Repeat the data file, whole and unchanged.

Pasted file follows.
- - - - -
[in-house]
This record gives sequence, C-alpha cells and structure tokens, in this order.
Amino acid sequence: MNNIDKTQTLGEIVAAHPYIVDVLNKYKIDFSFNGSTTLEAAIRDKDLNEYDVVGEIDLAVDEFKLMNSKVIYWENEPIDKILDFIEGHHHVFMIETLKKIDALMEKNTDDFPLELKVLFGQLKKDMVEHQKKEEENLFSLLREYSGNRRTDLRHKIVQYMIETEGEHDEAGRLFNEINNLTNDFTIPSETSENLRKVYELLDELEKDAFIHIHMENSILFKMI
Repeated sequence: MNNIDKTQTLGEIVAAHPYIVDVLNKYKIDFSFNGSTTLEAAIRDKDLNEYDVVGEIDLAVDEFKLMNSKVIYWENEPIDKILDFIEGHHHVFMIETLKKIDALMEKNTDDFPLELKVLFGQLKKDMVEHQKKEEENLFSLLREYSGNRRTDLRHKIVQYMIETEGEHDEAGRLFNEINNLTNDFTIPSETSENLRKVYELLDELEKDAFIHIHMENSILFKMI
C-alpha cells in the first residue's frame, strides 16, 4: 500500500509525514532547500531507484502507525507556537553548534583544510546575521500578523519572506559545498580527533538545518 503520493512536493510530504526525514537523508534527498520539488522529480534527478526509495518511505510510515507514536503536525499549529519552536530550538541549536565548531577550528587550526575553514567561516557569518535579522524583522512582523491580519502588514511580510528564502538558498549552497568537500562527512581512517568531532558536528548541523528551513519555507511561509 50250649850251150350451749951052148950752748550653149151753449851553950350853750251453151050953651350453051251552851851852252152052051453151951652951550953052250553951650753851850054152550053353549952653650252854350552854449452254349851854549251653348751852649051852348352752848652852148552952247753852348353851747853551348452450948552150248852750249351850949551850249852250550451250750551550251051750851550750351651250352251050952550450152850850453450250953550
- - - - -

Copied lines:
[in-house]
This record gives sequence, C-alpha cells and structure tokens, in this order.
Amino acid sequence: MNNIDKTQTLGEIVAAHPYIVDVLNKYKIDFSFNGSTTLEAAIRDKDLNEYDVVGEIDLAVDEFKLMNSKVIYWENEPIDKILDFIEGHHHVFMIETLKKIDALMEKNTDDFPLELKVLFGQLKKDMVEHQKKEEENLFSLLREYSGNRRTDLRHKIVQYMIETEGEHDEAGRLFNEINNLTNDFTIPSETSENLRKVYELLDELEKDAFIHIHMENSILFKMI
Repeated sequence: MNNIDKTQTLGEIVAAHPYIVDVLNKYKIDFSFNGSTTLEAAIRDKDLNEYDVVGEIDLAVDEFKLMNSKVIYWENEPIDKILDFIEGHHHVFMIETLKKIDALMEKNTDDFPLELKVLFGQLKKDMVEHQKKEEENLFSLLREYSGNRRTDLRHKIVQYMIETEGEHDEAGRLFNEINNLTNDFTIPSETSENLRKVYELLDELEKDAFIHIHMENSILFKMI
C-alpha cells in the first residue's frame, strides 16, 4: 500500500509525514532547500531507484502507525507556537553548534583544510546575521500578523519572506559545498580527533538545518 503520493512536493510530504526525514537523508534527498520539488522529480534527478526509495518511505510510515507514536503536525499549529519552536530550538541549536565548531577550528587550526575553514567561516557569518535579522524583522512582523491580519502588514511580510528564502538558498549552497568537500562527512581512517568531532558536528548541523528551513519555507511561509 50250649850251150350451749951052148950752748550653149151753449851553950350853750251453151050953651350453051251552851851852252152052051453151951652951550953052250553951650753851850054152550053353549952653650252854350552854449452254349851854549251653348751852649051852348352752848652852148552952247753852348353851747853551348452450948552150248852750249351850949551850249852250550451250750551550251051750851550750351651250352251050952550450152850850453450250953550